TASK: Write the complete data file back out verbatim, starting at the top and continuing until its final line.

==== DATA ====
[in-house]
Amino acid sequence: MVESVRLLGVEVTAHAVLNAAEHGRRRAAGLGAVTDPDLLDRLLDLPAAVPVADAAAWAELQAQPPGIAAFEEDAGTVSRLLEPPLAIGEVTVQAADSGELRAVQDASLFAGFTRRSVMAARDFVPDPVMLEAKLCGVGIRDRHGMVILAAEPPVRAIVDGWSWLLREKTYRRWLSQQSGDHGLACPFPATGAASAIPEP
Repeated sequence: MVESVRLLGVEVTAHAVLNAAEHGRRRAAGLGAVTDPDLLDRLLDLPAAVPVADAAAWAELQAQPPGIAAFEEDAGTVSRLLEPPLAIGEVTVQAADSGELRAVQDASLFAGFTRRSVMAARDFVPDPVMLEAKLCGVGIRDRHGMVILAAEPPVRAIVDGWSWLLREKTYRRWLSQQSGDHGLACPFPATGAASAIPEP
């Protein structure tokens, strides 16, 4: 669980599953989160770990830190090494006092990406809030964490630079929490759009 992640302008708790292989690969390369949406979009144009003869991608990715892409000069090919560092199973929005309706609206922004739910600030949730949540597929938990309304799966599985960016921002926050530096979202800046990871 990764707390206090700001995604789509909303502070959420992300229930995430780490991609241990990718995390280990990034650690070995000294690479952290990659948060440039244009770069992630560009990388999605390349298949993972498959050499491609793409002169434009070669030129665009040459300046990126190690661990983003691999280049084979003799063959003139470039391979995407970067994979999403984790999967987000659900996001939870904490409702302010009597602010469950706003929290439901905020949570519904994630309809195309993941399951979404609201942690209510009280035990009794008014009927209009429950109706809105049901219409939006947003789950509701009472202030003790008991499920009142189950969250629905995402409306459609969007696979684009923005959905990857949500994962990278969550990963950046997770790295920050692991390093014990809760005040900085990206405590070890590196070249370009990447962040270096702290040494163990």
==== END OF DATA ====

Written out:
[in-house]
Amino acid sequence: MVESVRLLGVEVTAHAVLNAAEHGRRRAAGLGAVTDPDLLDRLLDLPAAVPVADAAAWAELQAQPPGIAAFEEDAGTVSRLLEPPLAIGEVTVQAADSGELRAVQDASLFAGFTRRSVMAARDFVPDPVMLEAKLCGVGIRDRHGMVILAAEPPVRAIVDGWSWLLREKTYRRWLSQQSGDHGLACPFPATGAASAIPEP
Repeated sequence: MVESVRLLGVEVTAHAVLNAAEHGRRRAAGLGAVTDPDLLDRLLDLPAAVPVADAAAWAELQAQPPGIAAFEEDAGTVSRLLEPPLAIGEVTVQAADSGELRAVQDASLFAGFTRRSVMAARDFVPDPVMLEAKLCGVGIRDRHGMVILAAEPPVRAIVDGWSWLLREKTYRRWLSQQSGDHGLACPFPATGAASAIPEP
């Protein structure tokens, strides 16, 4: 669980599953989160770990830190090494006092990406809030964490630079929490759009 992640302008708790292989690969390369949406979009144009003869991608990715892409000069090919560092199973929005309706609206922004739910600030949730949540597929938990309304799966599985960016921002926050530096979202800046990871 990764707390206090700001995604789509909303502070959420992300229930995430780490991609241990990718995390280990990034650690070995000294690479952290990659948060440039244009770069992630560009990388999605390349298949993972498959050499491609793409002169434009070669030129665009040459300046990126190690661990983003691999280049084979003799063959003139470039391979995407970067994979999403984790999967987000659900996001939870904490409702302010009597602010469950706003929290439901905020949570519904994630309809195309993941399951979404609201942690209510009280035990009794008014009927209009429950109706809105049901219409939006947003789950509701009472202030003790008991499920009142189950969250629905995402409306459609969007696979684009923005959905990857949500994962990278969550990963950046997770790295920050692991390093014990809760005040900085990206405590070890590196070249370009990447962040270096702290040494163990």